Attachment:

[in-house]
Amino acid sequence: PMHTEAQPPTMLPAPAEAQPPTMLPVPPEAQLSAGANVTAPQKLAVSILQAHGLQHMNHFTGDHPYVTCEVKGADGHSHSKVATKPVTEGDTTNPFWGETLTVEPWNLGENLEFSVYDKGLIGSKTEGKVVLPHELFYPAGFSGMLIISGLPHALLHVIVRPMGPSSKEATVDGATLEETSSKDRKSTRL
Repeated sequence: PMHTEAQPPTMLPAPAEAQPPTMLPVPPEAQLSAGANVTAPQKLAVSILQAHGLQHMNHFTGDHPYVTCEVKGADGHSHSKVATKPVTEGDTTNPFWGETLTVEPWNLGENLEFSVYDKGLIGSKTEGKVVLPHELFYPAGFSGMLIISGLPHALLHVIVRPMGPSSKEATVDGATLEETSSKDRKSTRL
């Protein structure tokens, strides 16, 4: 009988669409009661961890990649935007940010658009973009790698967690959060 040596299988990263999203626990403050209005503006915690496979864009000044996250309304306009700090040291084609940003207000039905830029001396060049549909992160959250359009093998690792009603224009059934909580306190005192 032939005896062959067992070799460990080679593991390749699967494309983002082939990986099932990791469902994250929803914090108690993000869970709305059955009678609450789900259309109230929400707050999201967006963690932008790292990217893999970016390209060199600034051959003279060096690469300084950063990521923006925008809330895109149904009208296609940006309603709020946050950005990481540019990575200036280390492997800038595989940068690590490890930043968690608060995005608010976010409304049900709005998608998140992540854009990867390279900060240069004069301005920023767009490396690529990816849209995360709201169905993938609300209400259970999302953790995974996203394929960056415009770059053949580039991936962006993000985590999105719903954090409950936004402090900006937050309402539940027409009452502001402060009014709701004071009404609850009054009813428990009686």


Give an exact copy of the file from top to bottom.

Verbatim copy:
[in-house]
Amino acid sequence: PMHTEAQPPTMLPAPAEAQPPTMLPVPPEAQLSAGANVTAPQKLAVSILQAHGLQHMNHFTGDHPYVTCEVKGADGHSHSKVATKPVTEGDTTNPFWGETLTVEPWNLGENLEFSVYDKGLIGSKTEGKVVLPHELFYPAGFSGMLIISGLPHALLHVIVRPMGPSSKEATVDGATLEETSSKDRKSTRL
Repeated sequence: PMHTEAQPPTMLPAPAEAQPPTMLPVPPEAQLSAGANVTAPQKLAVSILQAHGLQHMNHFTGDHPYVTCEVKGADGHSHSKVATKPVTEGDTTNPFWGETLTVEPWNLGENLEFSVYDKGLIGSKTEGKVVLPHELFYPAGFSGMLIISGLPHALLHVIVRPMGPSSKEATVDGATLEETSSKDRKSTRL
């Protein structure tokens, strides 16, 4: 009988669409009661961890990649935007940010658009973009790698967690959060 040596299988990263999203626990403050209005503006915690496979864009000044996250309304306009700090040291084609940003207000039905830029001396060049549909992160959250359009093998690792009603224009059934909580306190005192 032939005896062959067992070799460990080679593991390749699967494309983002082939990986099932990791469902994250929803914090108690993000869970709305059955009678609450789900259309109230929400707050999201967006963690932008790292990217893999970016390209060199600034051959003279060096690469300084950063990521923006925008809330895109149904009208296609940006309603709020946050950005990481540019990575200036280390492997800038595989940068690590490890930043968690608060995005608010976010409304049900709005998608998140992540854009990867390279900060240069004069301005920023767009490396690529990816849209995360709201169905993938609300209400259970999302953790995974996203394929960056415009770059053949580039991936962006993000985590999105719903954090409950936004402090900006937050309402539940027409009452502001402060009014709701004071009404609850009054009813428990009686």